compiled by Jessica Howington and Christina Viola, SPEEC
Ninety Percent of the toxic chemicals produced in Delaware County are produced in Chester. We’re going to take you through some of those pollutants. We’ll tell you where they may come from and what effect they have on a person. Now, when we say something like, “Lead can lead to impaired hearing, we must remind you that impaired hearing is a possible health effect of exposure to lead; we don’t mean to accuse every waste facility in Chester of having caused all the health problems ever. It’s hard to deduce a clear cause-and-effect relationship between a certain pollutant and a certain health effect, because:
- the human body is subject to a number of environmental and behavioral influences which can contribute to poor health, and
- with all of the facilities in Chester, it’s hard to pinpoint the pollutants of one facility and to determine how each of those pollutants affects a person’s health.
You can’t run flawless biological experiments on people’s lives.That said, we’ll start telling you about some of the pollutants of Chester. First of all, let’s start with:
In addition to the lead commonly found in old paint and in the pipes of old houses, Chester residents are exposed to an even higher level of lead from the burning of metal in the Westinghouse incinerator and of solid waste in the Delcora sewage treatment incinerator. A 1995 Risk Assessment Study for the city of Chester by the Environmental Protection Agency found that the children of Chester have blood lead levels that are unacceptably high; 60% of blood samples were found to be above the Center for Disease Control’s recommended maximum level.
- High levels of lead can impair the function of the nervous system
- Lead impairs the manufacture of hemoglobin, so that the oxygen transport in the bloodstream is impaired
- Lead is linked to low birth weight babies — Chester has the highest percentage of low-weight births in the state, nearly double the percentage for Delaware County. The infant mortality rate in Chester is also double that of the county as a whole.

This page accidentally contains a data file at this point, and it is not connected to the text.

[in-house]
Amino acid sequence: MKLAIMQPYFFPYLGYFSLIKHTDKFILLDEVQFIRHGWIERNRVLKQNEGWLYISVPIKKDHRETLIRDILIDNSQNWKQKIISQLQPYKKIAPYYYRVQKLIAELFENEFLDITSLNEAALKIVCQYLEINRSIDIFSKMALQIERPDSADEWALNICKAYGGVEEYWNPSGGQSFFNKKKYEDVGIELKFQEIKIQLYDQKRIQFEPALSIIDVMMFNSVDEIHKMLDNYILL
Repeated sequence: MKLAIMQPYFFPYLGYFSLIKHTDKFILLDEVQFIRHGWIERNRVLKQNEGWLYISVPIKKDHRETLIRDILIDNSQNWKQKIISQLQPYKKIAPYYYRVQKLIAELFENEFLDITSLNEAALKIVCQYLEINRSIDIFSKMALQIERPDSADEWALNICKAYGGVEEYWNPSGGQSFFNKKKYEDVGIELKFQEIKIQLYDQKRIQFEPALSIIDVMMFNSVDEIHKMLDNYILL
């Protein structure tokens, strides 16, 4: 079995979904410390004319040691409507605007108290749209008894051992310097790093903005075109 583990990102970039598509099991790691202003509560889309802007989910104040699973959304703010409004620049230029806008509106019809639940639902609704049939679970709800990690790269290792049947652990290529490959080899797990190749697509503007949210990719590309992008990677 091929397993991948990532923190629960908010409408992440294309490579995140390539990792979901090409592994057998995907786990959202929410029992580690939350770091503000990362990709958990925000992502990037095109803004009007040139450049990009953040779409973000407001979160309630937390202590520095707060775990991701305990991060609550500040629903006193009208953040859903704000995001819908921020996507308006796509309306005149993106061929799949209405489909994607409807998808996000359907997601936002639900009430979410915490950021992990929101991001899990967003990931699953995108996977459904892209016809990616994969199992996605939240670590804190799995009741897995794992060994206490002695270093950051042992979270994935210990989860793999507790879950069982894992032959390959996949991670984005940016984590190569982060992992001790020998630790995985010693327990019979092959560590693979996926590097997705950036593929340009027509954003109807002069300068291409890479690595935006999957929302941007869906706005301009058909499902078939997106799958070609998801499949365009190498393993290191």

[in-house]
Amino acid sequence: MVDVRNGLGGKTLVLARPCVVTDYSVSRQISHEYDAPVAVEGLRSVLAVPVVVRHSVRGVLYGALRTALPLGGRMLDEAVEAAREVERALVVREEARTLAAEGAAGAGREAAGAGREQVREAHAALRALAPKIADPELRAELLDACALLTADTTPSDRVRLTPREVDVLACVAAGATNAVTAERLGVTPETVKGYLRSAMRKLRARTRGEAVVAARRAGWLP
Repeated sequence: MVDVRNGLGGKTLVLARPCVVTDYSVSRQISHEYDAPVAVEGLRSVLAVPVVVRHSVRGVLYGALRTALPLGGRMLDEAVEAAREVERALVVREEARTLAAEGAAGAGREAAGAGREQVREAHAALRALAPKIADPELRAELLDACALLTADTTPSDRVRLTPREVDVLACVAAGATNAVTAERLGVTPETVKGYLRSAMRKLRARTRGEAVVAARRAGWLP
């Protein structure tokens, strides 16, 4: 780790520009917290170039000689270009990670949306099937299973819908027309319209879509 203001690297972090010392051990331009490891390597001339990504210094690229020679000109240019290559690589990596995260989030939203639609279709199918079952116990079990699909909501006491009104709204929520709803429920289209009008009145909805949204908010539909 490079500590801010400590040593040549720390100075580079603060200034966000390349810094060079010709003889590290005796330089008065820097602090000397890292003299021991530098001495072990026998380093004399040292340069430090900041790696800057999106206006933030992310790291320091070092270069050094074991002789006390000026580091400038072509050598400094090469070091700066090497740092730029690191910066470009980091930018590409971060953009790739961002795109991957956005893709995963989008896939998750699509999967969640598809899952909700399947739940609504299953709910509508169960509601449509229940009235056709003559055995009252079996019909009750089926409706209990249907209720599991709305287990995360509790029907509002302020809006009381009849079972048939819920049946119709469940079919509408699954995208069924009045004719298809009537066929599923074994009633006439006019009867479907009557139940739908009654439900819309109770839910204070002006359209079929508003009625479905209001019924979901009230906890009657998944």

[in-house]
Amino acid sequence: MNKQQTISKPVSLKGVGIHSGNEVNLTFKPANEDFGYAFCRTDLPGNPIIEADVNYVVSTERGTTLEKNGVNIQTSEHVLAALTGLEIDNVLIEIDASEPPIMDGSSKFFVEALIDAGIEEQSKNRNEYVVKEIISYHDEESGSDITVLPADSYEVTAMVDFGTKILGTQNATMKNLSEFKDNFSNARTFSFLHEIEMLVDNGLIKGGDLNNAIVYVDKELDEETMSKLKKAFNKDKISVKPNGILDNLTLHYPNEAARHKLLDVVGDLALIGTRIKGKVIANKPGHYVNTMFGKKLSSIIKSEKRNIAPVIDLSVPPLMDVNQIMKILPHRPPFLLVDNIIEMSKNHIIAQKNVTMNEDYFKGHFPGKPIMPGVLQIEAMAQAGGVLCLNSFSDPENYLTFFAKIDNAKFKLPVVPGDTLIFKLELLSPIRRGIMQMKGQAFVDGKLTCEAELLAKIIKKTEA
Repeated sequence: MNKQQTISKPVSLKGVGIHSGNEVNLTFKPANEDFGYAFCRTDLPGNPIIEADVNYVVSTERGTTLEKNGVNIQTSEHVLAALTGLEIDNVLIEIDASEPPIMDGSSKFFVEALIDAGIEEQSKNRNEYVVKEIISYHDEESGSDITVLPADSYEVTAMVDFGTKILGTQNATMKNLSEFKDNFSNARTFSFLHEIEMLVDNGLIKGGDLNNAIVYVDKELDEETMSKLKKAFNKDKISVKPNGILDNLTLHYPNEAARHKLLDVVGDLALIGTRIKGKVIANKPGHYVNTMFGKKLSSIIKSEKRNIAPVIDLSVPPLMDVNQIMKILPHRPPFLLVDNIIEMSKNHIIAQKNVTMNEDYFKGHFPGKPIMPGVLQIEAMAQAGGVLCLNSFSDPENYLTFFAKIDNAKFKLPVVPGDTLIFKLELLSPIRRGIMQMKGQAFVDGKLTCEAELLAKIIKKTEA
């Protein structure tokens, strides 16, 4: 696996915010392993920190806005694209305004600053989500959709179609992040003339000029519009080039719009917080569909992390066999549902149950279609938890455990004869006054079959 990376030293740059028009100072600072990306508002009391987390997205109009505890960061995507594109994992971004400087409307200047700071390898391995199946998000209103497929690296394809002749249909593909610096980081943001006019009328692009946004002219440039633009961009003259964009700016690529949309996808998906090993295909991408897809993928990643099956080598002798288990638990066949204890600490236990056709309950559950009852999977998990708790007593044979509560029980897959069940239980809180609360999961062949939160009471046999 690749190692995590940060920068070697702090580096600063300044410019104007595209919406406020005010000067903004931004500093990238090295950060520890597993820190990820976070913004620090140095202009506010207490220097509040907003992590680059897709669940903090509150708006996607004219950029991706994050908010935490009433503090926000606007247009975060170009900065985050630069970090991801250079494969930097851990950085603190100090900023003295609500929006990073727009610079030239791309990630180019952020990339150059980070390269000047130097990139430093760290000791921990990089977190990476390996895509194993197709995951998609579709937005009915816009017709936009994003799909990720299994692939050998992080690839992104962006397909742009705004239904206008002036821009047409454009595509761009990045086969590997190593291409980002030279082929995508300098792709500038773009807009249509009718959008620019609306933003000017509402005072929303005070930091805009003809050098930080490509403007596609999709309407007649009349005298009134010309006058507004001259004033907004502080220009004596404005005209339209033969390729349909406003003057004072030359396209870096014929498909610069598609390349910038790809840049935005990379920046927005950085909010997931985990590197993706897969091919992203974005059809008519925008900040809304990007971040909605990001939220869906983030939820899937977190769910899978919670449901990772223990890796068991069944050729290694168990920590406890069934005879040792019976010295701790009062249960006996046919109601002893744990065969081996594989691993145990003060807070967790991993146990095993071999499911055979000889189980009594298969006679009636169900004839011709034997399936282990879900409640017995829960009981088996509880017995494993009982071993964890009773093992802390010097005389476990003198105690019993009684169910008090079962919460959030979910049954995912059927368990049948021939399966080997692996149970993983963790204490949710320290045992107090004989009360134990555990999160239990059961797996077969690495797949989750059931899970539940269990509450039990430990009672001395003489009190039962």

Lead can lead to:
- decreased intelligence (Very high levels of lead can cause brain damage)
- kidney toxicity
- impaired development [of children]
Airborne particulate matter consists of droplets or particles of solid matter. It’s a component of soot, vehicle emissions, uncontrolled combustion and the mechanical breakup of soil. So Westinghouse, Delcora, and the Soil Remediation Services incinerator are likely to emit particulate matter.
Particulate matter causes:
- respiratory disease[s]
- breathing difficulties
Sulfur dioxide comes from the soot and ash emitted by the Westinghouse, Delcora, and Soil Remediation Services incinerators.
Sulfur dioxide causes irritation of:
Sulfur dioxide also leads to lung cancer and to:
- bronchitis– A health survey conducted by CRCQL and by Swarthmore students working with Clean Air Council revealed that 11.2 percent of Chester residents have had chronic bronchitis, compared to the 5 percent of the national population that has had chronic bronchitis, according to a national health survey.
- damage to the primary immune system
Cilia which line the trachea catch foreign particles and expel them. Sulfur dioxide causes these cilia to clump together so that fewer ciliated cells and more mucus cells are produced.This allows particulates to enter the body!You can see the synergistic effects of these pollutants; for example, one pollutant such as sulfur dioxide can lead to lung disease, making a person more susceptible to the breathing difficulties brought about by another pollutant such as particulate matter.
Carbon monoxide comes from the incomplete burning of hydrocarbons that occurs during combustion at Westinghouse, Delcora, and Soil Remediation Services. Another major source of carbon monoxide is emissions from the trucks going to and from the waste facilities.